The West Side Highway has fascinated me ever since I saw it in this very illegal lap around Manhattan years ago, but the road was mostly empty on this Sunday morning for a different kind of race: a running road race.
On this bright Sunday morning, I finally photographed the mighty Manhattan skyline from high above its (mostly) rectilinear grid. This is my favorite kind of photograph: The expanse of cloud-dappled space stretches all the way to tree-covered hills at the horizon and the cityscape seems to offer infinite detail down at the level of individual windows.
Structures along the Hudson River mark eras of American practicality and industrial life. There’s a great combination of aesthetics and practicality.
The mid-century (1955) Tappan Zee Bridge is from a different era from the lighthouse above, but it also represents this aesthetic/industrial impact on the Hudson River.
As with my photograph of the Seattle Public Library, I’m exposing my inner hipster with these images. Double exposures had an element of serendipity and excitement when they originated from film cameras. I guess I’d call these more studies or experiments in how to bring together the landscape images I’ve enjoyed creating with the portraits I find myself taking for practical purposes: LinkedIn, passports, school webpages, etc.
With these imagines, in particular, I’ve played with the idea of “stacking” the face and the main subject of the other image (be it lighthouse or galaxy NGC1275 overlay data from the Hubble Telescope).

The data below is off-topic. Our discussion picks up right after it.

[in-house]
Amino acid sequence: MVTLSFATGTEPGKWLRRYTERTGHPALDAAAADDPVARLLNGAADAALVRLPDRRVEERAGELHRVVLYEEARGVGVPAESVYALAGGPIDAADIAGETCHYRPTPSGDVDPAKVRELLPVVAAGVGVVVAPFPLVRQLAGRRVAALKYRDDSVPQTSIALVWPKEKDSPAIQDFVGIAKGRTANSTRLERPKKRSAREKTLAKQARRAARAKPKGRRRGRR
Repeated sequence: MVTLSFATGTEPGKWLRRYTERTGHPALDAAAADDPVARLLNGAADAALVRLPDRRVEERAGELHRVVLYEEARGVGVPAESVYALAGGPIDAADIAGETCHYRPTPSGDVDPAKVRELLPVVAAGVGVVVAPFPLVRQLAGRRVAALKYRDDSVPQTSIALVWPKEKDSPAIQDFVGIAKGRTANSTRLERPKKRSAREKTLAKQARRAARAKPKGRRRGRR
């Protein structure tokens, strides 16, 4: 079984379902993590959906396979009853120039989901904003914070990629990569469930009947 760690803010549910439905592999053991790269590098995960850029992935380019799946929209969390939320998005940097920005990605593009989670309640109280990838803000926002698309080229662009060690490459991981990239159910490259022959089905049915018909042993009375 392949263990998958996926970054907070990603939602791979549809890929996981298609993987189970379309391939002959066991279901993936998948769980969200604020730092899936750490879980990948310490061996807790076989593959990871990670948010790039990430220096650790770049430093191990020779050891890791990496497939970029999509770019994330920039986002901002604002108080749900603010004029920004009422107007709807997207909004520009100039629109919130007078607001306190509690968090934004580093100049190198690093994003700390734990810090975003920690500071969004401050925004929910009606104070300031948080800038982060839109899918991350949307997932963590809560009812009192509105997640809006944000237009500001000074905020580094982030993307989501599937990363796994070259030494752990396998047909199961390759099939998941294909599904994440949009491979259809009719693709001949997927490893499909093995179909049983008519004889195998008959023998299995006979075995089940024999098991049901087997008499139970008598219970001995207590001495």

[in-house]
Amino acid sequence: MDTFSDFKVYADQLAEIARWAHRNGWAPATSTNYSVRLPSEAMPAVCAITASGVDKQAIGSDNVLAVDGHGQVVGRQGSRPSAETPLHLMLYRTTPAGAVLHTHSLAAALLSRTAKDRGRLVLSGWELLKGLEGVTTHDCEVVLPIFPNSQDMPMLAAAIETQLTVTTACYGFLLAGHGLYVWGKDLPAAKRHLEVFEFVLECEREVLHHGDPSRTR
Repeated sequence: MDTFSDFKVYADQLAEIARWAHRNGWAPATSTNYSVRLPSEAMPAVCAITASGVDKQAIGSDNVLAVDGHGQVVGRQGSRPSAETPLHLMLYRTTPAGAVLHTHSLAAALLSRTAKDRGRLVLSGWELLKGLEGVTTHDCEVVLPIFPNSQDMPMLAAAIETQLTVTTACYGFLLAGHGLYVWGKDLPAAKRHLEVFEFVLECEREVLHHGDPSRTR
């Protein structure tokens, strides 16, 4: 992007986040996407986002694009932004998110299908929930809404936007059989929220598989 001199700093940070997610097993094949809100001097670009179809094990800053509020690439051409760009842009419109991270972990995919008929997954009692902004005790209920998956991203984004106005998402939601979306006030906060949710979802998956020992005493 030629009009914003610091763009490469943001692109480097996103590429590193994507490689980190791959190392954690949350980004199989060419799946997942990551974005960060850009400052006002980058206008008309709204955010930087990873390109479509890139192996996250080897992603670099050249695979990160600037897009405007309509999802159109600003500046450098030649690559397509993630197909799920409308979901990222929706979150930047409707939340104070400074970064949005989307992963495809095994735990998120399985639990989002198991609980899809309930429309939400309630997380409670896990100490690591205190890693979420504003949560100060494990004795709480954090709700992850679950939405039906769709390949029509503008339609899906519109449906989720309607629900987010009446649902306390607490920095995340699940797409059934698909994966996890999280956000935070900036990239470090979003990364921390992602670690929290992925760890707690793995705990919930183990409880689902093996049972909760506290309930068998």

Too early in the evening and too high in the sky to be a standard sunset: this must be some serious sci-fi gridfire weaponry. The patterns in the Crepuscular rays puts me in mind of MIRV tests, and the scale of the clouds so thoroughly dwarfs the buildings beneath it on the banks of the Hudson River. Connecting spectacular aerial views with apocalyptic power is nothing new, but the twentieth century swapped the power source from divine to human.
Bannerman’s Castle on Pollepel Island in the Hudson River was once an arsenal, and then a tourist destination, before it burned down in 1969 and the island was closed to the public. Now the fortified silhouette of the ruins apparently inspires an incredible amount of use as a hideout for the supernatural in fantasy fiction. Though I didn’t know it at the time I took this picture, this island is one of the major inspirations for Lev Grossman’s Brakebills College. A sunset train ride down the Hudson River is the perfect occasion to stumble on a structure like this.